Wednesday, May 8, 2013
Memorizing Scripture (Part I)
"I have stored up your word in my heart, that I might no sin against you." (Psalm 119:11)
I recently spoke at a men's event on the pursuit of holiness. One of the practical applications I made to the men was to memorize Scripture. I then took an impromptu survey by a raise of hands of how many of these men were currently engaged in the discipline of Scripture memorization. Not one person raised their hand.
The psalmist in Psalm 119 is writing about his love, the worth, and the truth of the Word of God. The entire psalm, the longest of all the psalms, and the longest chapter in the Bible, is all about the Scriptures. They are called different things: testimonies, the law, word, commandments, counsel, righteous rules, promises, and precepts. Regardless of what name he gives them, the subject is the same, Holy Scripture.
In Psalm 119:11 the psalmist says that he stores up God's word in his heart. The idea here is memorization. To store is to stock or reserve something so it is available for use. The psalmist says he stores God's word. He stocks it in his heart so that it is available for use. And the context of the entire psalm makes clear that this was not done begrudgingly; he loved and treasured the Scriptures.
Why do we not take time to memorize Scripture? I believe there are many reasons, here are some:
1. We are lazy with our minds. We get bored and distracted very easily. If we have to exercise our mental faculties, many give up and quit fairly quickly.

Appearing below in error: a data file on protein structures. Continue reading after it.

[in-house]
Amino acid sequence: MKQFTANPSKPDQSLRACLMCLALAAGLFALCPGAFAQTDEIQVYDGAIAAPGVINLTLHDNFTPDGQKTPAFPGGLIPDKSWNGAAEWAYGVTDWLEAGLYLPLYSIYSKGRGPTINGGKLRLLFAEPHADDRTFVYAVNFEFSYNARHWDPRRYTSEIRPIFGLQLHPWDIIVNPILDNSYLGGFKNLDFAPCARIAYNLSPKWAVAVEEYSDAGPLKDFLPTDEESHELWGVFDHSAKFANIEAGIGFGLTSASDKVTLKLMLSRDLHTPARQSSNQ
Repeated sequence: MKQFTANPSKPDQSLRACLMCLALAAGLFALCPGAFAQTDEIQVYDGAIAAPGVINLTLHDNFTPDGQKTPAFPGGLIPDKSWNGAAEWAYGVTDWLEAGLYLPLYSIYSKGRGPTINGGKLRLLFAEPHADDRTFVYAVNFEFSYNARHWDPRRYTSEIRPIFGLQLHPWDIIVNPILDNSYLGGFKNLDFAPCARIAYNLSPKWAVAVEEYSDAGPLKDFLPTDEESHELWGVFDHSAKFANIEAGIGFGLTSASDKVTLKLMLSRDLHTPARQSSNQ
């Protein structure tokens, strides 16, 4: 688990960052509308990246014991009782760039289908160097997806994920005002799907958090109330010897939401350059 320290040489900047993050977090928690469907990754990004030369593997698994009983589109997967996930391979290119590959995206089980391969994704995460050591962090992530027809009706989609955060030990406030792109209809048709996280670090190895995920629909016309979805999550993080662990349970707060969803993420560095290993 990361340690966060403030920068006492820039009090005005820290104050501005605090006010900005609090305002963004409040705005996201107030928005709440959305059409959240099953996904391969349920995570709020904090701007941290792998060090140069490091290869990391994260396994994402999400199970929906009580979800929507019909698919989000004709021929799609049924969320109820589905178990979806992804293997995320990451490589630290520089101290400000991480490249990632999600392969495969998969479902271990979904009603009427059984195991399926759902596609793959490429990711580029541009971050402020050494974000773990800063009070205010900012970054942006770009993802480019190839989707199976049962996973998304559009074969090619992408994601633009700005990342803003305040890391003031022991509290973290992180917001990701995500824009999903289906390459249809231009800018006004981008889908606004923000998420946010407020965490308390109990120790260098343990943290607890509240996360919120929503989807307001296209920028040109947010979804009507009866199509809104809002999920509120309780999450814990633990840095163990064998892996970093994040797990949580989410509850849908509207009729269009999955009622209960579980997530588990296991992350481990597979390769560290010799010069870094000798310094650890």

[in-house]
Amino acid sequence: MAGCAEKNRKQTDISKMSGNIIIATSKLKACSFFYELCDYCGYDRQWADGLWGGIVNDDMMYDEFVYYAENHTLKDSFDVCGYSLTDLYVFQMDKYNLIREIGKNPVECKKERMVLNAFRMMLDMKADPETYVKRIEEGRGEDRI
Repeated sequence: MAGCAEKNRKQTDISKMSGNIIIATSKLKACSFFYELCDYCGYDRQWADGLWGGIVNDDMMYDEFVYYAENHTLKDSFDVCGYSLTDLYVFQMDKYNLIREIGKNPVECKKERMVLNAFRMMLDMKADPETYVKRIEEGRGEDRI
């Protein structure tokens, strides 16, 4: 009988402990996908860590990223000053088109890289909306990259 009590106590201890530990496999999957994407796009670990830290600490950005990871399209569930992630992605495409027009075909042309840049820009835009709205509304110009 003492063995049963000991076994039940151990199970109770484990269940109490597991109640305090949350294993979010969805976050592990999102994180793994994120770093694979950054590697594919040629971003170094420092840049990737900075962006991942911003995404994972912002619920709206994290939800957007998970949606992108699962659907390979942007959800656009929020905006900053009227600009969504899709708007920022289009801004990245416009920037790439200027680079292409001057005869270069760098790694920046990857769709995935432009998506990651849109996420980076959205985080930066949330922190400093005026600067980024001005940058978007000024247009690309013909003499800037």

2. We are too busy. We have too much going on to set time aside to memorize God's Word. The irony is, we fill our days and lives with things less important than feeding on God's Word, and neglect things that will put the rest of our lives in perspective.
3. We are not lovers of the Bible. Not everyone loves the Word. Not everyone is captivated by God's law. Not everyone treasures the Bible. If we do not esteem the worth of the Scriptures, we will never want to devote ourselves to learning, understanding, and memorizing them.
4. We are blind to the benefit. If you don't believe something will benefit you, you will rarely pursue it. You go to work, not because you love it, but because you know it benefits you. You diet, not because you love it, but because it benefits you. You fail to memorize Scripture because you fail to see the benefits.
5. We are uncertain where to begin. Many people get paralyzed by not knowing where to start. The Bible is a big book. What should I memorize? How do I choose verses? These questions can hinder you from ever beginning.
Reflect on your own commitment to memorizing God's Word. Are you actively in the discipline of memorizing Scripture? Which of the reasons mentioned above deter you from it?
Weigh in your thoughts about this post in the comments section. Tomorrow I will post Part II on this topic and outline "why" (the benefits) we should memorize Scripture and "how" (the method) to do it.